In the last week of January, for over a decade, the Caribbean Island of Mustique has been the destination for a charity blues festival, founded and organised by Dana and Basil Charles. 

Interview by Michael Limnios

When was your first desire to become involved in the blues?

From the moment I first heard the Blues in 1963 at the Marquee Club

Who were your first idols? What have been some of your musical influences?

I was a big Yardbirds fan in 1963 but my all time loves were Howling Wolf , Muddy Waters and all the lady singers like Bessie Smith, Julia Lee

Which of the people you have worked with do you consider the best, like a friend?

All the guys who have worked in my bands are still good friends with me, but it's never easy to stay always in contact as musicians are always travelling

Is there any similarity between the blues today and the blues of 60s & 70s?

I'm still mystified why the music of today is called 'Rhythm and Blues' when it isn't that at all. There were more Blues bands in the 60's but many clubs are closing so less great bands now.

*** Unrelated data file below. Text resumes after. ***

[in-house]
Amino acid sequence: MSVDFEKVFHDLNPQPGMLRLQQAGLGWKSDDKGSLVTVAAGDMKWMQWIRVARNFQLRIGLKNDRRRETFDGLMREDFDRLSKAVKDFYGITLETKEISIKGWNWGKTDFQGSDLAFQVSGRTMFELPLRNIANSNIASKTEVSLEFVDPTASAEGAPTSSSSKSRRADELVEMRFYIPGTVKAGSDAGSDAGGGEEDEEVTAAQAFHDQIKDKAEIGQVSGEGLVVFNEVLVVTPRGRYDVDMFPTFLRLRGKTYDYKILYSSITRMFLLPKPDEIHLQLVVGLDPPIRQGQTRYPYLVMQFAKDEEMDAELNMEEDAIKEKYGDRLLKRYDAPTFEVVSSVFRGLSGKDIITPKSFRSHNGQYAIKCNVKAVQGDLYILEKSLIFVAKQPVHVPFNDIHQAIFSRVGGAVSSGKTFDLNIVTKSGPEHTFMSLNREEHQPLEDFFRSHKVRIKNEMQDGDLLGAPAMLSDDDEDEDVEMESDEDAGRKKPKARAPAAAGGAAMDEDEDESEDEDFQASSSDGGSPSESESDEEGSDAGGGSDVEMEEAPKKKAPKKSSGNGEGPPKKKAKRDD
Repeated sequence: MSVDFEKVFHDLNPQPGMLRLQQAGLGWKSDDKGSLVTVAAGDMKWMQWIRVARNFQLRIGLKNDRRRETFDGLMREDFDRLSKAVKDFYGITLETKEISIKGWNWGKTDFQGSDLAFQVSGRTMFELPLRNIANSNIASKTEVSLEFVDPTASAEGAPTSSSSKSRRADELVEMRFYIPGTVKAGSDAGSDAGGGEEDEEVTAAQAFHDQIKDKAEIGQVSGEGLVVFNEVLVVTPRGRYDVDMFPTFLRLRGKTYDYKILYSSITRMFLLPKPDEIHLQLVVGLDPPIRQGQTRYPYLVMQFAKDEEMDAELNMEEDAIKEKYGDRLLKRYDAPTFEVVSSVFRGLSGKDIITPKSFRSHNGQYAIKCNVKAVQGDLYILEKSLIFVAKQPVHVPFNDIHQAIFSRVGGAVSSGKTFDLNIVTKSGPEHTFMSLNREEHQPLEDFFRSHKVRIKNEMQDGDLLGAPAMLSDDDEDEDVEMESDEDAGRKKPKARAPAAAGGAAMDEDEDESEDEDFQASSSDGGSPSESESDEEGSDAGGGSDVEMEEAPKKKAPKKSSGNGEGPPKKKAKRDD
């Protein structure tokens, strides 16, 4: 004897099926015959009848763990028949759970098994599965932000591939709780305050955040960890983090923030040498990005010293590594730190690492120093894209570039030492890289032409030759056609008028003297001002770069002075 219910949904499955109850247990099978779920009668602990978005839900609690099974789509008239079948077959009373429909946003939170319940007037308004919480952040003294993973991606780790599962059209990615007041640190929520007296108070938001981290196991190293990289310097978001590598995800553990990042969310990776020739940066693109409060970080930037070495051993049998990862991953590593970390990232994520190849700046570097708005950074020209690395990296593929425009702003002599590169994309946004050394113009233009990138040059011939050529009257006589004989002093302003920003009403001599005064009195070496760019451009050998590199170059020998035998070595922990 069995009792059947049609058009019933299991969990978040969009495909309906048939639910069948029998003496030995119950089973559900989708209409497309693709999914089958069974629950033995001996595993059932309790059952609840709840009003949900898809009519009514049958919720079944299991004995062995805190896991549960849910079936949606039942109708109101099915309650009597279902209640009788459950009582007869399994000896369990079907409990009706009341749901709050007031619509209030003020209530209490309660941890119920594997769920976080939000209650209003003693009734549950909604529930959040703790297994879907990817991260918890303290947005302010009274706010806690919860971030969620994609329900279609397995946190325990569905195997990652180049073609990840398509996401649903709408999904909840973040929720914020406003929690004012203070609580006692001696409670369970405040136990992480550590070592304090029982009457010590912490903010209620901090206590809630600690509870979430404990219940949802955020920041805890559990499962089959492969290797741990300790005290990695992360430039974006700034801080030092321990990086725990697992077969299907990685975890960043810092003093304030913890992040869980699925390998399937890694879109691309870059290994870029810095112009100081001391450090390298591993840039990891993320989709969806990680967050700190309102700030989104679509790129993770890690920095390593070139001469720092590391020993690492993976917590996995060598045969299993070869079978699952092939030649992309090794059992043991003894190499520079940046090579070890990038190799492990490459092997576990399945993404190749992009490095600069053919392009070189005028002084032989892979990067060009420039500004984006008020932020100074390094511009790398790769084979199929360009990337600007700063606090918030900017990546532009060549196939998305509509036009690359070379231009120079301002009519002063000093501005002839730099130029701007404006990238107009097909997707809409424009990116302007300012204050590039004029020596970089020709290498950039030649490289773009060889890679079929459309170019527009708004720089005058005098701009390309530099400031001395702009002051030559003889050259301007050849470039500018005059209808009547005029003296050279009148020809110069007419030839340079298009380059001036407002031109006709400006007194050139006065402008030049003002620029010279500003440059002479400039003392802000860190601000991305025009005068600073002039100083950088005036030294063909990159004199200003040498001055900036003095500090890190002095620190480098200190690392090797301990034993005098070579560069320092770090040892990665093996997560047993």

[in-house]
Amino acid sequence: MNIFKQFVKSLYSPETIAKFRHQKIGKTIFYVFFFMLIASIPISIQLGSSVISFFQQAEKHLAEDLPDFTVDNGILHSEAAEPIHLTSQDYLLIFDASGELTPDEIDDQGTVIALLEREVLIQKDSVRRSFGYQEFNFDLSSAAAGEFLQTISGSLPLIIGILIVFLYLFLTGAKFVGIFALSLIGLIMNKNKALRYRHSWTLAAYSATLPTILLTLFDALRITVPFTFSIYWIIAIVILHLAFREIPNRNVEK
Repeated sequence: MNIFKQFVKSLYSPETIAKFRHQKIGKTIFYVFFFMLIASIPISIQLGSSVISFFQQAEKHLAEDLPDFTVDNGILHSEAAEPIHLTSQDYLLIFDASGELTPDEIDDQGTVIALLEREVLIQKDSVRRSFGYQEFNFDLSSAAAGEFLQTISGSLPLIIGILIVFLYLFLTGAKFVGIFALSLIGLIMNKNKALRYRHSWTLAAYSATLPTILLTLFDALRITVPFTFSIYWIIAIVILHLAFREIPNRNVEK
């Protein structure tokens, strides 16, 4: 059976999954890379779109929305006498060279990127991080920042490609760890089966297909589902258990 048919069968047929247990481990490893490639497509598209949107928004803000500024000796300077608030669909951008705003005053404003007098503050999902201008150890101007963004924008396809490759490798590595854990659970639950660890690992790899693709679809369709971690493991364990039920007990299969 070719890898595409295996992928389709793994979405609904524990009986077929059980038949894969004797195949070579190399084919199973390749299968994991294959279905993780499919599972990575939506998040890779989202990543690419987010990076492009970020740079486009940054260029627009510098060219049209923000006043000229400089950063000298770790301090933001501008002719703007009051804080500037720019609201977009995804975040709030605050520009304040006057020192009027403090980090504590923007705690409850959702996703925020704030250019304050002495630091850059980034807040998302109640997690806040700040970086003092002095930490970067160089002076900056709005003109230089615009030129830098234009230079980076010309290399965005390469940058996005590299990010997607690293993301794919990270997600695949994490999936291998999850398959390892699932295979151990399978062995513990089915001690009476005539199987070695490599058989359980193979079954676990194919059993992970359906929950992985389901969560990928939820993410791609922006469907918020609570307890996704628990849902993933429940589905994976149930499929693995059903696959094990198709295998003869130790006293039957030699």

What does the term BLUES mean to you?

The kind of Blues that I do is generally pretty upbeat and danceable so I guess I do the uplifting sort of Blues. Nothing depressing or too rocky for no reason.

Some music styles may be fads but the blues is always with us. Why do you think that is?

As Blues is never in fashion, it can never go out of fashion. It's music for people who 'feel' the Blues and all it's rhythms and emotions and so there will always be people who can appreciate a class act.

Do you think the younger generations are interested in the blues?

Not enough young people listen to Blues as it is never on MTV and rarely on TV so young folks don't stand a chance of getting to know the Blues.

Looking back at your career so far, what are your fondest memories?

With the birth of every album, I feel so good, even though I know that soon after the release I'll be thinking of new projects, there is a great buzz when you know that what you started out to do actually came to fruition. I've made over 60 albums in 48 years of being in the music biz, so I know this feeling well, and I love it!

What do you learn about yourself from music?

I learnt that love heals all and in my case love comes in the form of a melody so music open the door to myself

How would you describe your contact to people when you are on stage?

I talk to people as if they are my good friends and it doesn't matter if there 3 people or 3000; it's all the same to me

Which is the most interesting period in your life and why?

They've all been amazing and interesting


I wonder if you could tell me a few things about the story of Basil's Blues Bar in Grenadines.

It's a Charity festival held every January for 15 days on the island of Mustique. It's now in it's 17th year and every year I produce a CD from it that goes to help the Basil Charles Education Foundation